It is quite funny to read about the Czech Republic from Nathaniel Reade’s view (“Beauty and the Bleak,” March/April 2000). He writes, “Perhaps, you have not heard of Slovakia at all. You are not alone.” For this, I might suggest geography in your elementary schools.His ironic tone continues throughout the article. Winter Olympics? He’s right…that would be a bit much. But I can’t agree with his assertion of a “flat ski experience.” Freeriding in High Tatras is very close to my dreams.
Prague, Czech Republic<
Are all bathrooms around the world supposed to be labeled in English? I don’t think so, Mr. Reade. As an American-Slovak who often visits her family in Slovakia, I was completely appalled at your article, “Beauty and the Bleak,” (March/April 2000).
New York, N.Y.
I have visited the United States a couple of times, but I would never be so arrogant about things of which I am ignorant (“Beauty and the Bleak,” March/ April 2000). Nathaniel Reade’s only legitimate issue was the toilet paper. You’re right, next time go to Mars¿or stay in America.
Do the Math
Why is it so hard to figure out (Ski Life, “Skiing’s Paradox,” March/ April 2000)? You charge $45 for lift tickets in March: 100 skiers buy them¿you make $4,500. You charge $15 for lift tickets in March: maybe 300 skiers buy them¿you still make $4,500, but 200 more people spend money at the resort on lessons and food, etc. Make it cheap and tell people, and they will come. It’s too bad that doesn’t seem to happen here in Pennsylvania.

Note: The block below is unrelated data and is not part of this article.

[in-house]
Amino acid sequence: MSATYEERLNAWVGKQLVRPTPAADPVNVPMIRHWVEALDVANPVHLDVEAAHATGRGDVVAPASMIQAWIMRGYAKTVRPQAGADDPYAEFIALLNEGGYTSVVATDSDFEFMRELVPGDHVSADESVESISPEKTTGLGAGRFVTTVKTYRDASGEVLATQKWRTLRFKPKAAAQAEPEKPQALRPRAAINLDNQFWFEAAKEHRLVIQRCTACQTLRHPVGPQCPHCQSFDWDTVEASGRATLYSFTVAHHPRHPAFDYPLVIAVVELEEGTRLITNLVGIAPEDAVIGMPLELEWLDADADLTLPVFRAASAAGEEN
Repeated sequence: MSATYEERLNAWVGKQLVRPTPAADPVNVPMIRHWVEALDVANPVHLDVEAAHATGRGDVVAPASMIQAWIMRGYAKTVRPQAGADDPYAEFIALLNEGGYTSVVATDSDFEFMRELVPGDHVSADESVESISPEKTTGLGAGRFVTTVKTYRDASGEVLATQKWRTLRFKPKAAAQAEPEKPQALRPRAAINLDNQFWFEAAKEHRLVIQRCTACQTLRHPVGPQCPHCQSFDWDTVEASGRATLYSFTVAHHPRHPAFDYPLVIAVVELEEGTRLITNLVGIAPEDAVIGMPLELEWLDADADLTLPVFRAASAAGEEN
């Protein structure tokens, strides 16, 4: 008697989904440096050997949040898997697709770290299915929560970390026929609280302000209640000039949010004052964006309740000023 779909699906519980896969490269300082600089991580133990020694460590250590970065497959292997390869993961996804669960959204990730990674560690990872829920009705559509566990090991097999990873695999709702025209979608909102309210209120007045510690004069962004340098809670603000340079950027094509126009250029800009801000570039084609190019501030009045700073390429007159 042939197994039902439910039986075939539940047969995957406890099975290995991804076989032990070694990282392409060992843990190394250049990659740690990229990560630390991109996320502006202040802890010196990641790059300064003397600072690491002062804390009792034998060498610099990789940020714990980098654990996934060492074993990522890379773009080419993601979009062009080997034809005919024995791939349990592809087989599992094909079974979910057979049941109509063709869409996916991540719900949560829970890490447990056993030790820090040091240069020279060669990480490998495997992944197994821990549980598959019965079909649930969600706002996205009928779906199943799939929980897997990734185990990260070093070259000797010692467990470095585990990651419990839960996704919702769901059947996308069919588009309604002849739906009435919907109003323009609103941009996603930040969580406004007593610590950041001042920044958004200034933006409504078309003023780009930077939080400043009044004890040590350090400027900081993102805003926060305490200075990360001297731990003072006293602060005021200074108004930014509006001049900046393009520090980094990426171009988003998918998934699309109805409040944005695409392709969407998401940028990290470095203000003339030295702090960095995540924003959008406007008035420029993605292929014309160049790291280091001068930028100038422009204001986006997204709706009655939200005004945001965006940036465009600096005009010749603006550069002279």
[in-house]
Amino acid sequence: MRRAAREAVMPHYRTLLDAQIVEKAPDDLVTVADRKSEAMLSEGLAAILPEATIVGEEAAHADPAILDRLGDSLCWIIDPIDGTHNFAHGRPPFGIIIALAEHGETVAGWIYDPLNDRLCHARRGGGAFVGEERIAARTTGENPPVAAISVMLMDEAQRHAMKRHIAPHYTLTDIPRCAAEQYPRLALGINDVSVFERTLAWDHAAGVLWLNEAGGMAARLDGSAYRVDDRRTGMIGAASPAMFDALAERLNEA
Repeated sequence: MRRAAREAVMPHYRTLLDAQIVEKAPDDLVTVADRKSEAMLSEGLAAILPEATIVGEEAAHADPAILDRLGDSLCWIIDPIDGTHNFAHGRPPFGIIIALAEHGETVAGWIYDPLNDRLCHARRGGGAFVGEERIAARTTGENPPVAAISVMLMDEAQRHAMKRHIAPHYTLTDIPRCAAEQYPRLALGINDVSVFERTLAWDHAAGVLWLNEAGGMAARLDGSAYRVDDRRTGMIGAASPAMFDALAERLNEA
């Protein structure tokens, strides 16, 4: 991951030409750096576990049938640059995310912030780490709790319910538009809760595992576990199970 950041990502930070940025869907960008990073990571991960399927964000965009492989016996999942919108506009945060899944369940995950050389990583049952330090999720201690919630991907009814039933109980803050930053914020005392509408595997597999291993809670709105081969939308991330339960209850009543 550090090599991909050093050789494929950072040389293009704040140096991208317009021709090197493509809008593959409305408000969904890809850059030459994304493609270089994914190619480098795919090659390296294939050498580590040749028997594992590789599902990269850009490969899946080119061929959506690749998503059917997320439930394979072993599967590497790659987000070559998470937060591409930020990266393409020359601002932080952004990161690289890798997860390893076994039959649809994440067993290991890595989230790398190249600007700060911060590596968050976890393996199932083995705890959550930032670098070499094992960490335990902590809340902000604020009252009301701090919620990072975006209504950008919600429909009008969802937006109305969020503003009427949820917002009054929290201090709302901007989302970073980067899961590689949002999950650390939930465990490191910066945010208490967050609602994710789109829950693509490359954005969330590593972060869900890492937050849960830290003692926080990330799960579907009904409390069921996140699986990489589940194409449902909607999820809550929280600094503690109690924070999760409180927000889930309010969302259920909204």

Remember the good old days? When skiing was about soul and not just how new your skis were? Back then, resort CEOs actually skied and were in touch with their customer (“Skiing’s Paradox,” March/April 2000). Now they just sit glued to their annual reports and don’t have a clue what the sport is about.
I think Brighton Ski Resort’s ad campaign is hilarious (Ski Life, March/April 2000). The unfortunate part is the folks at Brighton bowed to U.S. Olympic Committee pressure and pulled the ads. Has the USOC become so self-empowered and self-righteous that they feel they now govern what used to be known as free speech? The USOC should spend less time worrying about Brighton’s billboards and more time trying to return the Olympic Games to the spectacle of the pure sports competition it once was.
Glens Falls, N.Y.
Your article “The Magic Bus” (March/April 2000) brought back memories of when I lived in Wichita and was talked into a weekend bus trip to Summit County, Colo. The trip was 12 hours long without the luxury of sleeper seats. We stopped only once in Colby, Kan., for food and a driver change. Eighteen years later, living in northern Virginia, I fly to Colorado to ski, but I still have fond memories of that first ski trip.
I think what you missed in “Fast and Safe” (From the Top, March/April 2000) is that “speed control” is only enforced in the “slow zone.” All skiers and boarders are bound to the skiers’ responsibility code. We don’t take that responsibility lightly. We enjoy fast, in-control skiing as much as you, but you can’t control the other guy. It’s up to you to control yourself and provide a safe day for everyone.
Keystone Resort MRT (Mtn. Responsibility Team)